Consider environment and social impacts when fixing product prices

I was drawn to an article in Marketing Week recently discussing the elements to consider when deciding a price for a product. The main focus looked at the cost of goods sold and the profit margin generated versus a value-based pricing policy that took into account the perceived value of the product.

The article was part of a series offered by the publication, a mini MBA in marketing course, which covered similar subjects of a full-blown MBA in marketing. While appreciating that many elements need to be thought about when setting prices the true costs of a product rarely are.

To get a true understanding of the costs of a product manufacturers should include the environment and social costs and this should be reflected in the price offered. Elements such as the costs of the materials, the energy, the water used to make the product, how much it will cost to dispose of it at the end of its life or if it can be reused or easily recycled. Incorporating these details sends a strong message to consumers, raising awareness of the real impact they will make when buying products.

Yes there will be price fluctuations but with the limited resources available to us our purchasing mindset needs to change. Consumers continue to buy at will with little thought of how the product came to be or what will happen to it once they have finished with it. Countless reports demonstrate that buying more stuff doesn’t make us any happier all to the detriment of the environment and society.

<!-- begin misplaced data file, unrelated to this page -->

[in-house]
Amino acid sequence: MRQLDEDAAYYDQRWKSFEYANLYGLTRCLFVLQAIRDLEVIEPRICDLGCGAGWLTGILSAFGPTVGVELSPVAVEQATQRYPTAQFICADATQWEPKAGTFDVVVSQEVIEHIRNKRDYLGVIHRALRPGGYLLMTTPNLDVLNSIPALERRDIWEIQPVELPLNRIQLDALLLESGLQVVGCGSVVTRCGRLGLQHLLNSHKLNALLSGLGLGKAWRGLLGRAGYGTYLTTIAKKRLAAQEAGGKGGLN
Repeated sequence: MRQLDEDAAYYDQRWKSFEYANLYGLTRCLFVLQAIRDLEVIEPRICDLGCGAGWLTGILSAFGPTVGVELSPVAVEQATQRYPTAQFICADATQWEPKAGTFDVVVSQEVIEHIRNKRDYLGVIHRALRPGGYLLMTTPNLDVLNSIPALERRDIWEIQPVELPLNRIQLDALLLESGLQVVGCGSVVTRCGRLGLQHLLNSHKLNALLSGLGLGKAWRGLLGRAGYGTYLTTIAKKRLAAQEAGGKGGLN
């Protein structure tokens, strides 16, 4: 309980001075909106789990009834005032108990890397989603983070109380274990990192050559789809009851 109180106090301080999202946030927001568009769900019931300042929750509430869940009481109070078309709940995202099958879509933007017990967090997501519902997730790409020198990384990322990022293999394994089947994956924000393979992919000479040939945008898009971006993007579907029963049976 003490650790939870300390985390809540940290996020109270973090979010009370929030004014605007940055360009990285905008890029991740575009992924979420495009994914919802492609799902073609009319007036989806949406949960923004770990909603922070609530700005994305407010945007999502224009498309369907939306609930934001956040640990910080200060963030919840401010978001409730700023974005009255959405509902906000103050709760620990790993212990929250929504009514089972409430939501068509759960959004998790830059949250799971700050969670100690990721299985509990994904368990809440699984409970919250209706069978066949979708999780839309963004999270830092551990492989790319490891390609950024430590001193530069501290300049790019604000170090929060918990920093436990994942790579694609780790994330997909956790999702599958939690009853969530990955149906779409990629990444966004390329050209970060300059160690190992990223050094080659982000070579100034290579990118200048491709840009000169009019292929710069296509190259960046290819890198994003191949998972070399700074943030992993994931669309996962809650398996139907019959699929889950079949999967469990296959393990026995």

clothes in store

Products should reflect societal and environmental impacts in their price

Photo credit: Evaletova: Free Stock Images

Reviewing the tax structure would also help, rewarding those who use renewable materials, make it easier for the product to be dismantled for recycling and reprocessing or use low-carbon solutions. A policy to differentiate between those who continue with a business as usual approach and those who are innovating and respecting the need for change should be introduced.

Changing peoples’ mindsets is vital across all sectors, not least in education where we are training the future workforce. So courses, particularly in economics, should reflect the reality that existing models do not deliver an equitable society and they should help shape new thinking, incorporating the importance of environmental and societal impacts. This should not affect building a strong and resilient economy, in fact it should help foster it.

Different economic models need to be developed and understood to ensure our limited resources are utilised to the best potential. This will be driven by entrepreneurs who will find ways to disrupt the current ways but policy makers will also need to lead from the front to facilitate the change required.

It is possible to generate business growth and respect for society and the environment – we just need to find different ways of doing so.


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